Transport Strategy and Regional Transport Plans

Oral Answers to Questions — Infrastructure – in the Northern Ireland Assembly am 2:15 pm ar 16 Ebrill 2024.

Danfonwch hysbysiad imi am ddadleuon fel hyn

Photo of Ciara Ferguson Ciara Ferguson Sinn Féin 2:15, 16 Ebrill 2024

5. Ms Ferguson asked the Minister for Infrastructure for his assessment of how regional transport plans change how people commute. (AQO 283/22-27)

Photo of Colm Gildernew Colm Gildernew Sinn Féin

9. Mr Gildernew asked the Minister for Infrastructure for an update on when the transport strategy will be published. (AQO 287/22-27)

Photo of John O'Dowd John O'Dowd Sinn Féin

With your permission, Mr Speaker, I will answer questions 5 and 9 together.

Decarbonising transport represents the greatest challenge facing our transport network in recent times and will require public authorities and society to rethink our approach to travel. That provides an opportunity to reshape transport to better connect our towns and cities across the island and create healthier and more prosperous communities. To that end, I am working with my officials to bring forward a new transport strategy that I expect to consult on later this year. The strategy will provide an overarching framework to inform the Department's planning and delivery of transport infrastructure and services through to 2035.

The strategy will provide a vision for transport that will allow people to choose the most sustainable transport option for their journey, whatever its purpose. Central to achieving that vision will be understanding the needs and opportunities in individual communities. For example, creating more sustainable transport options in Newtownards or Belfast will not be the same as it is in Enniskillen or Ballymoney. That is why my Department is working with councils and stakeholders in communities to produce a new suite of local transport plans that are centred on local transport solutions. That will include a focus on improving active travel infrastructure, reflecting our commitment to that area in the Climate Change Act.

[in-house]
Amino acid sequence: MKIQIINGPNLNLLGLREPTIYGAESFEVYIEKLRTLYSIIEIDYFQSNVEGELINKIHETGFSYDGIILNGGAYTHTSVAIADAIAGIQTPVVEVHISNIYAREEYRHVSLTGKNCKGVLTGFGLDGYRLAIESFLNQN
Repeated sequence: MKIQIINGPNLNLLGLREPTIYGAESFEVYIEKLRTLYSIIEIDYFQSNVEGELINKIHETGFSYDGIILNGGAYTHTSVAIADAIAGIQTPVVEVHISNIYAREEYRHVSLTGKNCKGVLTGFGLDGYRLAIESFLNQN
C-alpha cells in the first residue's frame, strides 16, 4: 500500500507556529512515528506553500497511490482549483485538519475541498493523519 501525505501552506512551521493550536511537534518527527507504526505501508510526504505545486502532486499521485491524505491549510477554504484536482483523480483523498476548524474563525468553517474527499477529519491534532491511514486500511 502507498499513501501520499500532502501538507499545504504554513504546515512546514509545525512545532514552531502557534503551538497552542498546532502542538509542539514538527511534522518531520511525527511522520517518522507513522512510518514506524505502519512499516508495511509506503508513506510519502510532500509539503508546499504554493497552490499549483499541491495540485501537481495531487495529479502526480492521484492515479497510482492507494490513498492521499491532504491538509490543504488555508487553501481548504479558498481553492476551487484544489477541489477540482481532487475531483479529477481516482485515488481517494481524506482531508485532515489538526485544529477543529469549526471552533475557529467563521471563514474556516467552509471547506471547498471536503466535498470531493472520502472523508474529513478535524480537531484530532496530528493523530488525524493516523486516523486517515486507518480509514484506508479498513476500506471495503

At the regional level, a new transport plan for the strategic transport network will seek to ensure that people are able to access employment, healthcare and other services and create balanced economic growth across the North. The regional plan will look to improve safety and maximise the potential of our strategic network, particularly for public transport.

Photo of Ciara Ferguson Ciara Ferguson Sinn Féin

Thank you for the update thus far. Will you also update us on the steps that the Department has taken to improve active travel?

Photo of John O'Dowd John O'Dowd Sinn Féin

As part of a restructuring in my Department, a new unit has been created and supported to ensure that we are ready for the task of improving our expenditure on active travel. We are working with councils on their active travel plans as well. As the Member will be aware, we have to spend up to 10% of our budget on supporting active travel. Although not the primary reason for decarbonisation, active travel helps to improve people's health, mental health and well-being.

Photo of Colm Gildernew Colm Gildernew Sinn Féin

Will the transport plans support the city and growth deals?

Photo of John O'Dowd John O'Dowd Sinn Féin

The simple answer is yes. They are not only an integral part of the funding mechanism but a great way of working with councils. The local development plans of councils, as the Member is acutely aware, provide local democratic forums that know their communities better than anyone. It is about working in conjunction with the councils through their growth deals to ensure that we maximise investment and the progress towards ensuring that we have a transport system that is fit for the challenges of this century and the next one.

Photo of John Stewart John Stewart UUP

In the transport strategy, we, obviously, want to see more decarbonisation of private cars. What plans do you have to introduce more electric vehicle charging points as part of the strategy, given that the lack of charging points is one of the biggest impediments to people buying electric vehicles.

Photo of John O'Dowd John O'Dowd Sinn Féin

Electric charging points in this jurisdiction are a commercial project and are driven forward by the commercial sector. I know that several companies are involved in that. My Department engages with them in order to ensure that there is an understanding of our planning system and that we overcome hurdles where we can. Obviously, each planning application has to be taken on its merits.

My Department simply does not have the funding for that project, but we are working with and encouraging the commercial sector to move forward with its programme.